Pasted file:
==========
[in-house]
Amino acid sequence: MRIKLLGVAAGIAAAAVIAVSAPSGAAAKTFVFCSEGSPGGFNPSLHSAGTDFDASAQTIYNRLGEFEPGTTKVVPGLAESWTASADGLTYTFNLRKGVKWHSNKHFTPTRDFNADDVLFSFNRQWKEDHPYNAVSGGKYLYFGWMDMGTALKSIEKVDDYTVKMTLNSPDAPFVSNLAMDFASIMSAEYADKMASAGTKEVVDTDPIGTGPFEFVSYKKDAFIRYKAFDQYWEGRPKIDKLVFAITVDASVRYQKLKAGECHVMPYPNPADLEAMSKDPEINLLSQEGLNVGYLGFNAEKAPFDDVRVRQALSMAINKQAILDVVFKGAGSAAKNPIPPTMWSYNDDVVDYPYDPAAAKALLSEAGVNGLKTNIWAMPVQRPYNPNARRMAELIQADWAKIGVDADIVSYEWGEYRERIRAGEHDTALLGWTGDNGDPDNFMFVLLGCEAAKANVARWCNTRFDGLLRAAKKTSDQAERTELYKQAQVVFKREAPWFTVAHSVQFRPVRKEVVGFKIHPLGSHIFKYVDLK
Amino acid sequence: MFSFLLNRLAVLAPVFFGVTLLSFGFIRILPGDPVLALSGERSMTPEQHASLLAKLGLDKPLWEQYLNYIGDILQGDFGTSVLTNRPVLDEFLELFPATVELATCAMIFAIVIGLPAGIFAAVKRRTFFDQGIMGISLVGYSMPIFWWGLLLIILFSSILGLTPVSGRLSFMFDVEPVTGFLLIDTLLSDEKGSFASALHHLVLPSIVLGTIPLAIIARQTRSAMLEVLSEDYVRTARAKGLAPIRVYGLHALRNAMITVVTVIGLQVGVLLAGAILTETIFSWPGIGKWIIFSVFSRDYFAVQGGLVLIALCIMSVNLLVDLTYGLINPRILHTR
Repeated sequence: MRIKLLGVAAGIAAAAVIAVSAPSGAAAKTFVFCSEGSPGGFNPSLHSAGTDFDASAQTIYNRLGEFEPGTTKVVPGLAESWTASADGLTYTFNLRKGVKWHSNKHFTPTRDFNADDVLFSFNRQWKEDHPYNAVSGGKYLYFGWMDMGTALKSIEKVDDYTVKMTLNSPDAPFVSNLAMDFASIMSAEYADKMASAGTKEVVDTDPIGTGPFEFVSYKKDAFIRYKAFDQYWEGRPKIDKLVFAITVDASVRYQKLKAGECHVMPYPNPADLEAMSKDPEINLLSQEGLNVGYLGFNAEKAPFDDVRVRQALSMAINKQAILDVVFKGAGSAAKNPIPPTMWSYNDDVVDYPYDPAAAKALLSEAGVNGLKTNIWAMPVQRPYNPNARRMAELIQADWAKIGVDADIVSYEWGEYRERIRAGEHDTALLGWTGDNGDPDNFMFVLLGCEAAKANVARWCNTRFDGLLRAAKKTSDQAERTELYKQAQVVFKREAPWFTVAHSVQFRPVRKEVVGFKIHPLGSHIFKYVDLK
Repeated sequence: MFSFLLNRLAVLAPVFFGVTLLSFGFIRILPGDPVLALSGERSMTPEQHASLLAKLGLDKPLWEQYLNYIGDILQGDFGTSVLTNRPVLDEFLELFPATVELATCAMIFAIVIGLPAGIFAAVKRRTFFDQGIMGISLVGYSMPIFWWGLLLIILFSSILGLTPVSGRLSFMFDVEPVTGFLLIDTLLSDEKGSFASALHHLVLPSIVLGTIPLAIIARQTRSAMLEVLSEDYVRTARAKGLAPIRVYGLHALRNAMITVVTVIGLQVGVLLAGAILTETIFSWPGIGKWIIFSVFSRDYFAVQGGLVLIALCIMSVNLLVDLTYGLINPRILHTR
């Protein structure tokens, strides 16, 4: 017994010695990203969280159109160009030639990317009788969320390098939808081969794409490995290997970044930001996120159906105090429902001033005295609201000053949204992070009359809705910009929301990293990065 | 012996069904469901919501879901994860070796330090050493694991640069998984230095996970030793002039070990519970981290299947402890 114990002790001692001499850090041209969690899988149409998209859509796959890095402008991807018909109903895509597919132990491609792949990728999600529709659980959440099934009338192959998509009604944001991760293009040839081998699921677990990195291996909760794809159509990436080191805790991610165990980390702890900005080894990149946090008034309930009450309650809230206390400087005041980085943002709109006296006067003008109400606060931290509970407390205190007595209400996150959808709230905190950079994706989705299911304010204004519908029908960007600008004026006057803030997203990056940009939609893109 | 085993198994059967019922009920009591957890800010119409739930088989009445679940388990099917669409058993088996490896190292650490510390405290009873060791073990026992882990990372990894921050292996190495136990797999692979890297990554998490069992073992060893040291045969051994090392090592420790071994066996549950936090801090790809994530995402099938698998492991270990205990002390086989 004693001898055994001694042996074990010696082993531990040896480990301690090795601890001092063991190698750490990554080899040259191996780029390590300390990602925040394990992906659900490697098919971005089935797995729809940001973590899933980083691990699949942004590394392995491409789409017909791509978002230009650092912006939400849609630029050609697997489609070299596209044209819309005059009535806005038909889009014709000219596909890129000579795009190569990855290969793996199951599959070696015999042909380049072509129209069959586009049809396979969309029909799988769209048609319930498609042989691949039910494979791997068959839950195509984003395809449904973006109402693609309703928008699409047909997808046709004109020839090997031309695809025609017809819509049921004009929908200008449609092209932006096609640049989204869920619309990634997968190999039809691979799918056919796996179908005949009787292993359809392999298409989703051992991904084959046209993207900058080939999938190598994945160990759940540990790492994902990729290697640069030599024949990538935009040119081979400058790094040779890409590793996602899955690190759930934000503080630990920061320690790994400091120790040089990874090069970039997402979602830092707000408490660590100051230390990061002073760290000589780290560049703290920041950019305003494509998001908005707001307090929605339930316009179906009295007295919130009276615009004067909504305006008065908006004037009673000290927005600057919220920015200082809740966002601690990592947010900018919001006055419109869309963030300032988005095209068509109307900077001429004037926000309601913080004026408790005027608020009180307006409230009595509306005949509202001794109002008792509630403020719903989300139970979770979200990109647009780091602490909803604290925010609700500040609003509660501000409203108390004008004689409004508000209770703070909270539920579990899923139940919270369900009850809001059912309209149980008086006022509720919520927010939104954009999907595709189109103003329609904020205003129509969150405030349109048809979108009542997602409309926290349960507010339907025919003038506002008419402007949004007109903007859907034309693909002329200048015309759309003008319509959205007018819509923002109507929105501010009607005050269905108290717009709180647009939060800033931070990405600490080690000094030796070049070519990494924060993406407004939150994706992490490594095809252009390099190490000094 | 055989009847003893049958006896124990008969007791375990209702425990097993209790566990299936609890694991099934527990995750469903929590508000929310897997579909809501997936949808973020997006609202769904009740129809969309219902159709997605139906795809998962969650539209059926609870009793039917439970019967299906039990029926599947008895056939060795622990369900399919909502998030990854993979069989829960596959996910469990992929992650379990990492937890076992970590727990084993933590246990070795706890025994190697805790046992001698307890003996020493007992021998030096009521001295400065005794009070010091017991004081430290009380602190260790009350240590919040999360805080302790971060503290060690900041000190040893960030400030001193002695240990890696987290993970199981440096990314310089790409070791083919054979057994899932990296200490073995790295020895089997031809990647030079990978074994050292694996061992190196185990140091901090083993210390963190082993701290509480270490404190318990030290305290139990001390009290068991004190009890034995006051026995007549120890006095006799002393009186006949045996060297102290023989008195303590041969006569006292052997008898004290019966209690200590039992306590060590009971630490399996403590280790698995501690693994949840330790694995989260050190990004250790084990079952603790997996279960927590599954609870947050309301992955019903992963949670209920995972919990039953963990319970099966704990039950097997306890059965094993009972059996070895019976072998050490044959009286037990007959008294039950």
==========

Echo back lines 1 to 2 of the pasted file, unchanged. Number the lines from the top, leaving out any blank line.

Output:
[in-house]
Amino acid sequence: MRIKLLGVAAGIAAAAVIAVSAPSGAAAKTFVFCSEGSPGGFNPSLHSAGTDFDASAQTIYNRLGEFEPGTTKVVPGLAESWTASADGLTYTFNLRKGVKWHSNKHFTPTRDFNADDVLFSFNRQWKEDHPYNAVSGGKYLYFGWMDMGTALKSIEKVDDYTVKMTLNSPDAPFVSNLAMDFASIMSAEYADKMASAGTKEVVDTDPIGTGPFEFVSYKKDAFIRYKAFDQYWEGRPKIDKLVFAITVDASVRYQKLKAGECHVMPYPNPADLEAMSKDPEINLLSQEGLNVGYLGFNAEKAPFDDVRVRQALSMAINKQAILDVVFKGAGSAAKNPIPPTMWSYNDDVVDYPYDPAAAKALLSEAGVNGLKTNIWAMPVQRPYNPNARRMAELIQADWAKIGVDADIVSYEWGEYRERIRAGEHDTALLGWTGDNGDPDNFMFVLLGCEAAKANVARWCNTRFDGLLRAAKKTSDQAERTELYKQAQVVFKREAPWFTVAHSVQFRPVRKEVVGFKIHPLGSHIFKYVDLK